13. The integrated circuit of claim 12, wherein the DC-DC converter further including a high rate filter and a low rate filter to filter the output from the comparator to control switching operation of the pair of switching transistors, but only the high rate filter is used to generate a control signal to enable and disable the pair of transistors.
14. The integrated circuit of claim 13, wherein when the control circuit detects the upper or lower limit levels reached by the output voltage, the control circuit to skip a predetermined number of pulses from the filter after a sign change to ensure a steady state condition is substantially reached prior to initiating the control signal.
15. The integrated circuit of claim 14, wherein the control circuit further includes a pulse width modulation unit to receive a filtered output from the filter and generate pulse width modulated drive signals to control switching operation of the pair of transistors.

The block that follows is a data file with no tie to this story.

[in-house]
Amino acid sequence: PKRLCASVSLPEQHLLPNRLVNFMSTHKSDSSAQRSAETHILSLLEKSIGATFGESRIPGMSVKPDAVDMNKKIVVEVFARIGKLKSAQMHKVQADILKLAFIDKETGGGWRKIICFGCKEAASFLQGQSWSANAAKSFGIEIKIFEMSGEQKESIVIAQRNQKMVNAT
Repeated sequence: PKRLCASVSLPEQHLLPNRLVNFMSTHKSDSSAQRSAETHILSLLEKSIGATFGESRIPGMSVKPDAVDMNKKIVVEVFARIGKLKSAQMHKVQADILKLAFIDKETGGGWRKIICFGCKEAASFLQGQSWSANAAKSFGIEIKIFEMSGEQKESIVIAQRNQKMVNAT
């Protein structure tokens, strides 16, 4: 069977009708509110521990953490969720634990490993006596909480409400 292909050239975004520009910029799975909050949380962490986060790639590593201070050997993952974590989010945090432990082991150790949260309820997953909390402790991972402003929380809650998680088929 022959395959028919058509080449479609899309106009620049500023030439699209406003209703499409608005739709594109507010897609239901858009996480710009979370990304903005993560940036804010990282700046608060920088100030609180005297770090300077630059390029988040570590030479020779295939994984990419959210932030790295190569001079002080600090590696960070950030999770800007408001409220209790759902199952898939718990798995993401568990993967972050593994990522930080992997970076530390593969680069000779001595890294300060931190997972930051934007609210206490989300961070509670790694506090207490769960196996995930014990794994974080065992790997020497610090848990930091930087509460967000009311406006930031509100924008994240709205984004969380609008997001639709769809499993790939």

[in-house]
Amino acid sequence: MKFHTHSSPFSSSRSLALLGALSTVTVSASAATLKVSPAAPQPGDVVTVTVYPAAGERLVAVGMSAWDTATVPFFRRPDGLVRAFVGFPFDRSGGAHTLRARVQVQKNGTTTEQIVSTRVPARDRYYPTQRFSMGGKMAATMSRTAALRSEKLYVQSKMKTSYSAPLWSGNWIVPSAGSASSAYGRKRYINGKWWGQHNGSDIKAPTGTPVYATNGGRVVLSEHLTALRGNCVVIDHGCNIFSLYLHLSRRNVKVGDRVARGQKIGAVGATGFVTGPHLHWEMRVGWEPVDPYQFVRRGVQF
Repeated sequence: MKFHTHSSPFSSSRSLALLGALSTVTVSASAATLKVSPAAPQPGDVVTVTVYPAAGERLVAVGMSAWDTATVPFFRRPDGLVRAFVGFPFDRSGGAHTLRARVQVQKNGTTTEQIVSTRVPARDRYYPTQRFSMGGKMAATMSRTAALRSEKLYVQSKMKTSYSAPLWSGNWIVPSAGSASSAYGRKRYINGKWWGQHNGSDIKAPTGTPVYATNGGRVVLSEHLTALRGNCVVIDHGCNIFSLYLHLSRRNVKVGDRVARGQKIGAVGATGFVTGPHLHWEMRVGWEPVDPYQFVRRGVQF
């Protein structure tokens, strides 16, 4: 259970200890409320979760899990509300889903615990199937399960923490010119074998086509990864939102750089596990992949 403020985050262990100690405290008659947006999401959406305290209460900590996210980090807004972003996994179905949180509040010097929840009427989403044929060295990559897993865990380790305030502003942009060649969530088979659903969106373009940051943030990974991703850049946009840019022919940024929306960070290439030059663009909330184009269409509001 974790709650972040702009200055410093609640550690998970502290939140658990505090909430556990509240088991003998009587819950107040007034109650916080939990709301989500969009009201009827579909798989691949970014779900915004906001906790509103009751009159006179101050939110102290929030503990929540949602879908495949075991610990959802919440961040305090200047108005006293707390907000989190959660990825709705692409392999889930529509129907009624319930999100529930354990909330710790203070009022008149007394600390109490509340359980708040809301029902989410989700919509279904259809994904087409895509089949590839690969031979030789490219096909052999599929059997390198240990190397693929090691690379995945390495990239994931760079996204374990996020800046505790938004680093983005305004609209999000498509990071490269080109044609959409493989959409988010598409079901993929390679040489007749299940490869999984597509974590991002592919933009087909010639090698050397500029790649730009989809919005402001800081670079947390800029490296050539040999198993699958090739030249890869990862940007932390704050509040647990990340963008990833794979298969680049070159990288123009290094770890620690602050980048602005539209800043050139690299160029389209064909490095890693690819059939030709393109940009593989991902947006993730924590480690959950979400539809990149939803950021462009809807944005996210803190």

16. The integrated circuit of claim 14, wherein the comparator includes a tapped voltage divider network at its input to divide the output voltage, in which a first tap point is used to select the lower limit level and a second tap point is used to select the upper limit level, the control circuit to control selection of the tap point in response to sign changes detected by the upper limit level detect circuit and the lower limit level detect circuit.
17. A method to provide voltage mode control loop in a direct current to direct current (DC-DC) converter comprising:
converting a battery voltage to an output voltage by using a DC-DC converter to have the battery voltage converted to produce the output voltage;
providing feedback of the output voltage to establish a voltage mode control loop to maintain the output voltage within a specified value between an upper limit level and a lower limit level; and
detecting the upper limit level and the lower limit level from the control loop to disable the DC-DC converter when the upper limit level is reached and to enable the converter when the lower limit level is reached.
18. The method of claim 17, wherein the detecting the upper limit and lower limit levels includes comparing the output voltage to a reference value to detect a sign change at a crossover point, the sign change indicating when the output voltage has reached the upper or lower limit levels.